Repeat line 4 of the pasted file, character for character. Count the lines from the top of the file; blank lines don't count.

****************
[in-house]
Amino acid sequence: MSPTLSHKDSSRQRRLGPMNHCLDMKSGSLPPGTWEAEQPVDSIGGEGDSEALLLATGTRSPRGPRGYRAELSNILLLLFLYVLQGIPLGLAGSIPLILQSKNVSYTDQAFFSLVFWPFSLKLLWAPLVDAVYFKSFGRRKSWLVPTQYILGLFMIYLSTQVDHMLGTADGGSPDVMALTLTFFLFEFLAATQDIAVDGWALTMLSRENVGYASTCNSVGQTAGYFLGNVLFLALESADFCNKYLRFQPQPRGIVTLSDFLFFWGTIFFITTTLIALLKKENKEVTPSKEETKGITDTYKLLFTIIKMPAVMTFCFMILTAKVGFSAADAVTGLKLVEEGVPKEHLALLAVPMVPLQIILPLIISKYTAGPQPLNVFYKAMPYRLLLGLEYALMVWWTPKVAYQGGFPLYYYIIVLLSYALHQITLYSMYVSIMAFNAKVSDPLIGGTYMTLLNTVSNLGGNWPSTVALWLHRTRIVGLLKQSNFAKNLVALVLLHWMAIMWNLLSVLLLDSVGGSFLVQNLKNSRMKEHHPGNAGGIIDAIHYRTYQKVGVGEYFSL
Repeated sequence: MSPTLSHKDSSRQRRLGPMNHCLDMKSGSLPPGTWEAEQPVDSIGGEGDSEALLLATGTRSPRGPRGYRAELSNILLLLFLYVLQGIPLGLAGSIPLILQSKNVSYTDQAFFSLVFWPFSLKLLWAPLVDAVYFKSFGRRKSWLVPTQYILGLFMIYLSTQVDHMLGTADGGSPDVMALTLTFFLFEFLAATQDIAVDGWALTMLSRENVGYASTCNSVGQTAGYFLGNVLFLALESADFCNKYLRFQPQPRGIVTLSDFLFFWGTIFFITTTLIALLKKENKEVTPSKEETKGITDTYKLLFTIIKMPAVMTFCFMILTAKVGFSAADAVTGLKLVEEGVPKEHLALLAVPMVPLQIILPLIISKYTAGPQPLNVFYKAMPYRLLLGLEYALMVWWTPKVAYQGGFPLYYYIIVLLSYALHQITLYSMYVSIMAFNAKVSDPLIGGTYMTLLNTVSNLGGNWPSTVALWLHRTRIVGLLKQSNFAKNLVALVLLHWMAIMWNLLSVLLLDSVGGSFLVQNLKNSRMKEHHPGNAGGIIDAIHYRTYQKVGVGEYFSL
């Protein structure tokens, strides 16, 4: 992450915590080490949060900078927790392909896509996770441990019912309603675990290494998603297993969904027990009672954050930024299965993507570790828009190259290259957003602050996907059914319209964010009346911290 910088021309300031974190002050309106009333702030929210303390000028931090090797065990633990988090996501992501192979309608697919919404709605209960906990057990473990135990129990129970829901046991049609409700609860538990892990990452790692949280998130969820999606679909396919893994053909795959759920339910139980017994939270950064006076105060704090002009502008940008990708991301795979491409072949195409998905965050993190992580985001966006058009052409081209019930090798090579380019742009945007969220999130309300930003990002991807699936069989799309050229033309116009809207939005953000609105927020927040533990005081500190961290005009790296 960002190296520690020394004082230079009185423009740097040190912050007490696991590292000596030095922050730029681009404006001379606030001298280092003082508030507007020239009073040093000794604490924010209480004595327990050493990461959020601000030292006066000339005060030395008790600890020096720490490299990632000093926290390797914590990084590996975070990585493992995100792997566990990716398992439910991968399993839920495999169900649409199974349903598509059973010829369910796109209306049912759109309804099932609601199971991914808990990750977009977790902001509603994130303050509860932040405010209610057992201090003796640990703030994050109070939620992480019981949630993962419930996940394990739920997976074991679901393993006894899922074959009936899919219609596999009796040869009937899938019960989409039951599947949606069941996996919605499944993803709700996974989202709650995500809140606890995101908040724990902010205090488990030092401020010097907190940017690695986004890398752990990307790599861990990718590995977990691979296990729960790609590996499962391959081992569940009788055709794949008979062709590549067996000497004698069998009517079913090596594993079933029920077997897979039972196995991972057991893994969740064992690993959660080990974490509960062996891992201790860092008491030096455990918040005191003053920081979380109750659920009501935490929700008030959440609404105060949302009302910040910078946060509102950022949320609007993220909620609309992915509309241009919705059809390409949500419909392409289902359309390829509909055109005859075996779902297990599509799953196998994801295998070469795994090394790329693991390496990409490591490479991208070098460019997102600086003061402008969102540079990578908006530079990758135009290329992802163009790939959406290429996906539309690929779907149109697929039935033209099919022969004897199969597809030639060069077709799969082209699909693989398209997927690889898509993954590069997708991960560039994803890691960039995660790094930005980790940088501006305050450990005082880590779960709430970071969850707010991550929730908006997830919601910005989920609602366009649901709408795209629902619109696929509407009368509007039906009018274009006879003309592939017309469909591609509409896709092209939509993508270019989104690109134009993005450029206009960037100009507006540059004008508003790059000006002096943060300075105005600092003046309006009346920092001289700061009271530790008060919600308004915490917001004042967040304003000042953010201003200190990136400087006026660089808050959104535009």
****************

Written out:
């Protein structure tokens, strides 16, 4: 992450915590080490949060900078927790392909896509996770441990019912309603675990290494998603297993969904027990009672954050930024299965993507570790828009190259290259957003602050996907059914319209964010009346911290 910088021309300031974190002050309106009333702030929210303390000028931090090797065990633990988090996501992501192979309608697919919404709605209960906990057990473990135990129990129970829901046991049609409700609860538990892990990452790692949280998130969820999606679909396919893994053909795959759920339910139980017994939270950064006076105060704090002009502008940008990708991301795979491409072949195409998905965050993190992580985001966006058009052409081209019930090798090579380019742009945007969220999130309300930003990002991807699936069989799309050229033309116009809207939005953000609105927020927040533990005081500190961290005009790296 960002190296520690020394004082230079009185423009740097040190912050007490696991590292000596030095922050730029681009404006001379606030001298280092003082508030507007020239009073040093000794604490924010209480004595327990050493990461959020601000030292006066000339005060030395008790600890020096720490490299990632000093926290390797914590990084590996975070990585493992995100792997566990990716398992439910991968399993839920495999169900649409199974349903598509059973010829369910796109209306049912759109309804099932609601199971991914808990990750977009977790902001509603994130303050509860932040405010209610057992201090003796640990703030994050109070939620992480019981949630993962419930996940394990739920997976074991679901393993006894899922074959009936899919219609596999009796040869009937899938019960989409039951599947949606069941996996919605499944993803709700996974989202709650995500809140606890995101908040724990902010205090488990030092401020010097907190940017690695986004890398752990990307790599861990990718590995977990691979296990729960790609590996499962391959081992569940009788055709794949008979062709590549067996000497004698069998009517079913090596594993079933029920077997897979039972196995991972057991893994969740064992690993959660080990974490509960062996891992201790860092008491030096455990918040005191003053920081979380109750659920009501935490929700008030959440609404105060949302009302910040910078946060509102950022949320609007993220909620609309992915509309241009919705059809390409949500419909392409289902359309390829509909055109005859075996779902297990599509799953196998994801295998070469795994090394790329693991390496990409490591490479991208070098460019997102600086003061402008969102540079990578908006530079990758135009290329992802163009790939959406290429996906539309690929779907149109697929039935033209099919022969004897199969597809030639060069077709799969082209699909693989398209997927690889898509993954590069997708991960560039994803890691960039995660790094930005980790940088501006305050450990005082880590779960709430970071969850707010991550929730908006997830919601910005989920609602366009649901709408795209629902619109696929509407009368509007039906009018274009006879003309592939017309469909591609509409896709092209939509993508270019989104690109134009993005450029206009960037100009507006540059004008508003790059000006002096943060300075105005600092003046309006009346920092001289700061009271530790008060919600308004915490917001004042967040304003000042953010201003200190990136400087006026660089808050959104535009």